The panic was overwhelming. The majority of my waking moments were consumed with fear and worry. Yet, there was a beautiful infant in my arms and I desperately wanted to be the “typical” mother who was embracing the ability to be “super.” The feelings of anxiety and worry I was experiencing were not necessarily new to me since I have had Generalized Anxiety Disorder (GAD) for years. I am also a Physician Assistant in Women’s Health and knew the signs, symptoms, and physiology behind postpartum anxiety and depression. However, in comparison to the past, my panic in the postpartum period was far worse and I feared the next episode.
I even found myself questioning my purpose as a mother. Yes, mothers worry and new mother’s probably even more so. In fact, when I lightly mentioned my anxiety to a few mom friends, the response was “Oh, get used to that feeling…it only get’s worse. Just wait until…” This made me internalized my worries and fears even more. Was he breathing? Happy? Gaining weight? At only a week old, I would even begin to worry or catastrophize about events 5-10 years down the road! My appetite decreased significantly despite my knowledge of the increased need for calories with breastfeeding. This only perpetuated the guilt and encouraged the worry cycle.
I am the daughter of an OB/GYN, a medical educator, a Physician Assistant in OB, and even wrote my doctoral dissertation on the use of mindfulness to overcome anxiety. Yet I still felt alone, ashamed, and completely afraid. Wasn’t I supposed to be able, physically and mentally, as a woman and as a mother, to handle my emotions? After all, I knew the tricks, the techniques, and the medication options. I even felt that maybe I was less of a woman or a mother if I couldn’t overcome this on my own. So I struggled, and my husband struggled. Finally, I realized that to move forward, I had to ask for help. Sitting with my concerned husband one night, I decided that I was ready. A quick email to one of my colleagues, Dr. Jeff Temple at UTMB-Galveston, was immediately answered. He spoke with me over the phone to calm my current state and discussed with me what I needed to do next.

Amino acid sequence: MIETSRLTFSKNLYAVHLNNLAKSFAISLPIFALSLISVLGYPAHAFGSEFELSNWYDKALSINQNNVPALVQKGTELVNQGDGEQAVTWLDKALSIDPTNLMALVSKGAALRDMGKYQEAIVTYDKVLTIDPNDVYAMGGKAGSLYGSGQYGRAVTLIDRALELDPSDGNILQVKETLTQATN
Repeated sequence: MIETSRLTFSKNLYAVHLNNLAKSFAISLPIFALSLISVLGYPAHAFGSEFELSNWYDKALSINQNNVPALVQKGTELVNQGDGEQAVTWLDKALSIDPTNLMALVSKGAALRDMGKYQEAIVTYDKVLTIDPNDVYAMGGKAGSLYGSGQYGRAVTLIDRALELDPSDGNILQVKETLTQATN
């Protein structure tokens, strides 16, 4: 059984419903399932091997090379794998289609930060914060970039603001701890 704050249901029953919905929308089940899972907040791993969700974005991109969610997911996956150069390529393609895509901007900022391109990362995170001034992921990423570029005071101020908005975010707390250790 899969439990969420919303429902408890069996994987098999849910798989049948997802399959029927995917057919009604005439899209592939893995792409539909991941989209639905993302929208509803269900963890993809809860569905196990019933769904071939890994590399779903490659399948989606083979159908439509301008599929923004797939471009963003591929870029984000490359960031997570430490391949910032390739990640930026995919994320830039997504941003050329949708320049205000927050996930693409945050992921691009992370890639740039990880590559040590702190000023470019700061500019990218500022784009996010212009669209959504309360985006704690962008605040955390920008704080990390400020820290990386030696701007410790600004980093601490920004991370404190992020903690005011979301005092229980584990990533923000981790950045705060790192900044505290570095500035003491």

I asked Dr. Temple to answer a few questions about postpartum anxiety and discuss resources available to help those suffering. Once again he stressed the normality of these experiences stating, “Being responsible for the fate and livelihood of another human being is scary, and having to do this all day every day is overwhelming. I’m just surprised the rate of postpartum anxiety and depression isn’t higher – especially for first time moms and those with little support.” He went on to say that, “While a majority of perinatal women will suffer from some form of “baby blues” and be generally anxious about delivering and raising a newborn, about 15% will develop postpartum depression and 10% will develop postpartum anxiety. Many will experience both.”
He emphasized that distinguishing between expected and “normal” reactions when becoming a new mother from clinical symptoms of postpartum depression and anxiety is a matter of the duration and degree of symptoms and whether or not symptoms impair everyday functioning. Dr. Temple offers the following suggestions for seeking help:
My struggle with anxiety will never go away; there are good days and challenging days. However, on the day that I asked for help from someone other than my husband or family, I felt a sense of relief. Finally, I allowed myself to be the patient and not the medical professional.
As women, we also need to remember that we should not expect ourselves to be or allow other people to assume that we are super-human. We need to be able accept the fact that it is OK to ask for and receive help. We need to look out for each other and not be ashamed of talking about personal struggles. More importantly, we need to empower our daughters and sons to recognize that many times it is takes the strength of a team to simply survive.
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